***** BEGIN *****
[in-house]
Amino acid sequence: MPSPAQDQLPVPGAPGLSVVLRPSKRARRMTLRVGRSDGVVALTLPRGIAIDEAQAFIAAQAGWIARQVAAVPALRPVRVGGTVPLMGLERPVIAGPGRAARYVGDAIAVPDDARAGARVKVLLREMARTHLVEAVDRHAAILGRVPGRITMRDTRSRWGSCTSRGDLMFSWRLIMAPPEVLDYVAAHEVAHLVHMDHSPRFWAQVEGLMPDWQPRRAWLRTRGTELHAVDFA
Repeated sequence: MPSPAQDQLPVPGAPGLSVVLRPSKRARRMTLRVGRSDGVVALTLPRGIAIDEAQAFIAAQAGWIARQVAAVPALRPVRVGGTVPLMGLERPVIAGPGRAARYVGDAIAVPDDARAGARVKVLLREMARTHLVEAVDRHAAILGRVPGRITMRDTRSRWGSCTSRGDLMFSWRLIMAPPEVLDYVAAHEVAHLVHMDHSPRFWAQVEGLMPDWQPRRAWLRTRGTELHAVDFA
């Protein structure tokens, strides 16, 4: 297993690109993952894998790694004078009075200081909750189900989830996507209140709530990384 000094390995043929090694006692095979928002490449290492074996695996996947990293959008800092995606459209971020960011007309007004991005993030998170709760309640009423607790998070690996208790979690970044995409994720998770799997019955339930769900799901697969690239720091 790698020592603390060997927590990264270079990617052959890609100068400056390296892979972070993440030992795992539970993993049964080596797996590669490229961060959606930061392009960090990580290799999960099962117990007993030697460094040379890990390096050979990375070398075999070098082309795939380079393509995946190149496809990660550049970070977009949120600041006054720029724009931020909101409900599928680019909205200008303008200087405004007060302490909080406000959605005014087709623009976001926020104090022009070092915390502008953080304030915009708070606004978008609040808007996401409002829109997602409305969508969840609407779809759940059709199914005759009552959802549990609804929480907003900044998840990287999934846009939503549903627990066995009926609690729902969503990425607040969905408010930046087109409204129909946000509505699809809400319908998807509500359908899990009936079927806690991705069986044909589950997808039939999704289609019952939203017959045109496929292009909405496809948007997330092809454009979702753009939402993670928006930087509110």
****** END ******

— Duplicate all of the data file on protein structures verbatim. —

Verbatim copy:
[in-house]
Amino acid sequence: MPSPAQDQLPVPGAPGLSVVLRPSKRARRMTLRVGRSDGVVALTLPRGIAIDEAQAFIAAQAGWIARQVAAVPALRPVRVGGTVPLMGLERPVIAGPGRAARYVGDAIAVPDDARAGARVKVLLREMARTHLVEAVDRHAAILGRVPGRITMRDTRSRWGSCTSRGDLMFSWRLIMAPPEVLDYVAAHEVAHLVHMDHSPRFWAQVEGLMPDWQPRRAWLRTRGTELHAVDFA
Repeated sequence: MPSPAQDQLPVPGAPGLSVVLRPSKRARRMTLRVGRSDGVVALTLPRGIAIDEAQAFIAAQAGWIARQVAAVPALRPVRVGGTVPLMGLERPVIAGPGRAARYVGDAIAVPDDARAGARVKVLLREMARTHLVEAVDRHAAILGRVPGRITMRDTRSRWGSCTSRGDLMFSWRLIMAPPEVLDYVAAHEVAHLVHMDHSPRFWAQVEGLMPDWQPRRAWLRTRGTELHAVDFA
């Protein structure tokens, strides 16, 4: 297993690109993952894998790694004078009075200081909750189900989830996507209140709530990384 000094390995043929090694006692095979928002490449290492074996695996996947990293959008800092995606459209971020960011007309007004991005993030998170709760309640009423607790998070690996208790979690970044995409994720998770799997019955339930769900799901697969690239720091 790698020592603390060997927590990264270079990617052959890609100068400056390296892979972070993440030992795992539970993993049964080596797996590669490229961060959606930061392009960090990580290799999960099962117990007993030697460094040379890990390096050979990375070398075999070098082309795939380079393509995946190149496809990660550049970070977009949120600041006054720029724009931020909101409900599928680019909205200008303008200087405004007060302490909080406000959605005014087709623009976001926020104090022009070092915390502008953080304030915009708070606004978008609040808007996401409002829109997602409305969508969840609407779809759940059709199914005759009552959802549990609804929480907003900044998840990287999934846009939503549903627990066995009926609690729902969503990425607040969905408010930046087109409204129909946000509505699809809400319908998807509500359908899990009936079927806690991705069986044909589950997808039939999704289609019952939203017959045109496929292009909405496809948007997330092809454009979702753009939402993670928006930087509110």